The thing is, the weasels are still me. They’re just different interpretations of events, and it does make them harder to fight. I struggle a lot to tell what’s the right course of action sometimes; if I screw something up, then I rightfully should feel bad! That means I’m learning, and I won’t mess it up the next time  – but it doesn’t need to come with a side order of COMPLETE AND UTTER FAILURE…

It makes it hard sometimes to figure out what the right course of action is, or the right response;  it’s particularly fun* when it comes to dealing with other people, and – as I’m meeting lots of new people, and adapting to their communication styles and personalities – how to interact. This has not been particularly fun for my love life, frankly, because if you add anxiety to any usual communication and then put a dose of squee on top of it… I seriously hate brain weasels.

*not fun.

“He’s not replying to text messages very fast.”

“You’re being really annoying and texting too much, and he doesn’t want to talk to you.”

“Or he’s busy doing other stuff?”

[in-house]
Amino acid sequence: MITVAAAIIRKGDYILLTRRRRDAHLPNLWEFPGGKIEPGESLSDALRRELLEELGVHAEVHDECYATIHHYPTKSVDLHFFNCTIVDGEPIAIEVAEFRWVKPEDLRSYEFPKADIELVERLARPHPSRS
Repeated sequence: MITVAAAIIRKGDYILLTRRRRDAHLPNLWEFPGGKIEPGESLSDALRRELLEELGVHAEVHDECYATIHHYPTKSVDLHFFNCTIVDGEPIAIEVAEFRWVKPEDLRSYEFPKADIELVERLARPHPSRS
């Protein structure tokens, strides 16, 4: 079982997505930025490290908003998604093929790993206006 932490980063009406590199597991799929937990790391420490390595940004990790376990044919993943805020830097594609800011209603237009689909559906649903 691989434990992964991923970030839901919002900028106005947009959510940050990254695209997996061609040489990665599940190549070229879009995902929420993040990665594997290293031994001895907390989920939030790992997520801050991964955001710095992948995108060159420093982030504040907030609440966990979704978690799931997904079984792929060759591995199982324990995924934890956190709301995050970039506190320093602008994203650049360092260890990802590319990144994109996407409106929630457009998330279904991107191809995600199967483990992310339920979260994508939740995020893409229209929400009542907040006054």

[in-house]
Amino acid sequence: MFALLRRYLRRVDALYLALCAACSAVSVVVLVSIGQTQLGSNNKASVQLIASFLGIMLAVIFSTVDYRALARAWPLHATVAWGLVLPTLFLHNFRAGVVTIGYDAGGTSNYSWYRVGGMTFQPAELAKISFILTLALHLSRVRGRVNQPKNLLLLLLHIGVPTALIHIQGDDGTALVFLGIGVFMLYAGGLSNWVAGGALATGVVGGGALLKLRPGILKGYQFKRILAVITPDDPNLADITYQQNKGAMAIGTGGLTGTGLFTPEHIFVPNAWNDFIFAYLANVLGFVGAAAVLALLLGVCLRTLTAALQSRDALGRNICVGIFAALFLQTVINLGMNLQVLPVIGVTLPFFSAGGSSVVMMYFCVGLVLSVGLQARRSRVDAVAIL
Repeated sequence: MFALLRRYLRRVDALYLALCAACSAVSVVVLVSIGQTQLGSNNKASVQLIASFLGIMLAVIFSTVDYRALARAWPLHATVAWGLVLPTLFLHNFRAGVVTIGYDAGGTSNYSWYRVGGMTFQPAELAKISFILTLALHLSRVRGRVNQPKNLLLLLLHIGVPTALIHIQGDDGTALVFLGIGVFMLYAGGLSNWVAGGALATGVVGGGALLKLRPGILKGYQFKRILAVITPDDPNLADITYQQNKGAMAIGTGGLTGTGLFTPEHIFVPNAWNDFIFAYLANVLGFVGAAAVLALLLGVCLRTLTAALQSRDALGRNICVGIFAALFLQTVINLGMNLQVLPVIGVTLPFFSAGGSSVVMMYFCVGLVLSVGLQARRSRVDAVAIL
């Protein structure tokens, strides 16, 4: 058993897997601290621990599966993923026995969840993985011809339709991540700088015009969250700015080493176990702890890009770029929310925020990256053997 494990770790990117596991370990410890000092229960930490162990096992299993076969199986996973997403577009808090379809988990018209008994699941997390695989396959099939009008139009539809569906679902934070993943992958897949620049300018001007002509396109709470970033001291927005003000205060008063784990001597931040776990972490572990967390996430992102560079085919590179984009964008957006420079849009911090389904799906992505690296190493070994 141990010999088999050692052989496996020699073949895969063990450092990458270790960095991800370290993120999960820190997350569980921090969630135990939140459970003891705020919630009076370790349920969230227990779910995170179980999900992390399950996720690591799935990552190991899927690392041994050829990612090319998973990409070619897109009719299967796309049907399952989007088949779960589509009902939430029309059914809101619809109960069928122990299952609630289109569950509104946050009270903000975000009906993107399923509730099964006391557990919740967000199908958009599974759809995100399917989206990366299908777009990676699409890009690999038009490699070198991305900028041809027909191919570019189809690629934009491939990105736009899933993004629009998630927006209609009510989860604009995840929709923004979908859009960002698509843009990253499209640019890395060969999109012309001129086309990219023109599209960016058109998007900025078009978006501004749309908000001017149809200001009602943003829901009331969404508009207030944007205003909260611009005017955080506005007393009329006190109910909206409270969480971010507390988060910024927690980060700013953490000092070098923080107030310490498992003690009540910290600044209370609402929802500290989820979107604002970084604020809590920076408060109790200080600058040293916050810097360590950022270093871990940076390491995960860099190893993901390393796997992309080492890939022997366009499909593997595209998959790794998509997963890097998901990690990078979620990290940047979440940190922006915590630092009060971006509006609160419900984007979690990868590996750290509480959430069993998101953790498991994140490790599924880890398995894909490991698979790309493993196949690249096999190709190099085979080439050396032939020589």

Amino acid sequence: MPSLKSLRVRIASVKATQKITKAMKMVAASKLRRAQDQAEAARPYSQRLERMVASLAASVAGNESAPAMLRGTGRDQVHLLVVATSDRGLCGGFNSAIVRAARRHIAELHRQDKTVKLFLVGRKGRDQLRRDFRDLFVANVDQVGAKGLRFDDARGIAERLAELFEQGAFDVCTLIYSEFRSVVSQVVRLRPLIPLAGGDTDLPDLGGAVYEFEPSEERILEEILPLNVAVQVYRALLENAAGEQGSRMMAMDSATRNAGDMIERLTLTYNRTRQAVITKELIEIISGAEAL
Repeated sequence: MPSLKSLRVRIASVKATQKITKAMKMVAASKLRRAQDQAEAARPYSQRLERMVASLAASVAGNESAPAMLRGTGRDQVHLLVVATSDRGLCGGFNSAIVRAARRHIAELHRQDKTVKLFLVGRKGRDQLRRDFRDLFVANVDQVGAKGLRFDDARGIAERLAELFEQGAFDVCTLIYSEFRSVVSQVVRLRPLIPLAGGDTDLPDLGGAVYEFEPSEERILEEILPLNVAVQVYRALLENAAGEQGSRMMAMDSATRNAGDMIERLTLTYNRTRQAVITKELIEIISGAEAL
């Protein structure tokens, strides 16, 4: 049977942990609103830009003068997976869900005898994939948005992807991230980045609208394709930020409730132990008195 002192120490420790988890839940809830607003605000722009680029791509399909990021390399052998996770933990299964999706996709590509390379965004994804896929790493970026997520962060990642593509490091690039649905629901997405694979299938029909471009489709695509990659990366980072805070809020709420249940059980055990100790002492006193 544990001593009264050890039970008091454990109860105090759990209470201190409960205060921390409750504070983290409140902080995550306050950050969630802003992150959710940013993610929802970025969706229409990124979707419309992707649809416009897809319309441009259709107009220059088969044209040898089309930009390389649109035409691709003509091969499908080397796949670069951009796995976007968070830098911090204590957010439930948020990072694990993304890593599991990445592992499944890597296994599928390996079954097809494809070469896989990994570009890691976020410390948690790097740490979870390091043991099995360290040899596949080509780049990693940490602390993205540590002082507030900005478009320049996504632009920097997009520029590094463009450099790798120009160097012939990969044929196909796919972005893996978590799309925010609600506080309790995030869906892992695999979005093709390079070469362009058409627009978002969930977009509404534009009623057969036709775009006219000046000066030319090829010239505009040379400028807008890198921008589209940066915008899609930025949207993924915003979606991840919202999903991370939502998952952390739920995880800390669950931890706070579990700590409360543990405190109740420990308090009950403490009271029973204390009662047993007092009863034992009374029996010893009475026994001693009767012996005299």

“He hates you.”

“….or he’s asleep.”

“He hates you.”

“One evening to the next morning is not exactly a long time to wait for a reply.”

“Replying after one hour is reasonable. Overnight is not!”

“One hour is stupidly short when people are actually doing stuff. As most people do with their lives.”

“It’s entirely reasonable! He should have replied already!”

“He’s asleep. Like, you know, people without brain weasels in their head would be at 11pm.”

“He hates you.”

“He doesn’t hate me. If he hated me, he wouldn’t be talking to me at all.”

“Well, why else would he not be replying immediately?”

“Because of all the sensible reasons I just outlined?!”

“He hates you.”

 

Thanks, brain.

And don’t even get me started on my professional life… arrogant, pompous, self-centered, self-important and imposter are all words that figure with annoying regularity, and even though I continually fight them, it’s such a new area of my life that I’m struggling to see where the balance is. I’m getting there, and I at least have the reassurance that everyone around me is being wonderful at giving me level and perspective! If I ever do get too big for my boots, I know there are wonderful people who will happily smack me down – and that’s a real thing, not some weasel in my ear. Until one of my friends pokes me, I’m probably good; and that’s something I can fight the weasels with.

So…yeah. It’s an interesting learning curve – as soon as I think I’m used to one weasel and have hammered it (or at least got my arguments down), another one pops up! The fun of living with mild anxiety, I suppose. There’s always a new situation, and always a new weasel to happily weasel away in my ear…

Maybe I should teach the cats to chase them!